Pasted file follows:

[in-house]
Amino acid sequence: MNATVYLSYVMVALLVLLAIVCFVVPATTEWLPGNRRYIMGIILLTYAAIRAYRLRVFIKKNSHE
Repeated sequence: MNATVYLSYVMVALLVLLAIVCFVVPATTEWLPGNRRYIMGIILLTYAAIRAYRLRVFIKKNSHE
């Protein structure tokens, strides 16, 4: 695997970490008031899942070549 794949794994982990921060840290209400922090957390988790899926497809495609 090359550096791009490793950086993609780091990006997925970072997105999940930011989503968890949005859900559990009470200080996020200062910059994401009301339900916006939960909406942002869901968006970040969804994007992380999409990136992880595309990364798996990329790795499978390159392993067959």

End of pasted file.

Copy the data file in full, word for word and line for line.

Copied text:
[in-house]
Amino acid sequence: MNATVYLSYVMVALLVLLAIVCFVVPATTEWLPGNRRYIMGIILLTYAAIRAYRLRVFIKKNSHE
Repeated sequence: MNATVYLSYVMVALLVLLAIVCFVVPATTEWLPGNRRYIMGIILLTYAAIRAYRLRVFIKKNSHE
């Protein structure tokens, strides 16, 4: 695997970490008031899942070549 794949794994982990921060840290209400922090957390988790899926497809495609 090359550096791009490793950086993609780091990006997925970072997105999940930011989503968890949005859900559990009470200080996020200062910059994401009301339900916006939960909406942002869901968006970040969804994007992380999409990136992880595309990364798996990329790795499978390159392993067959």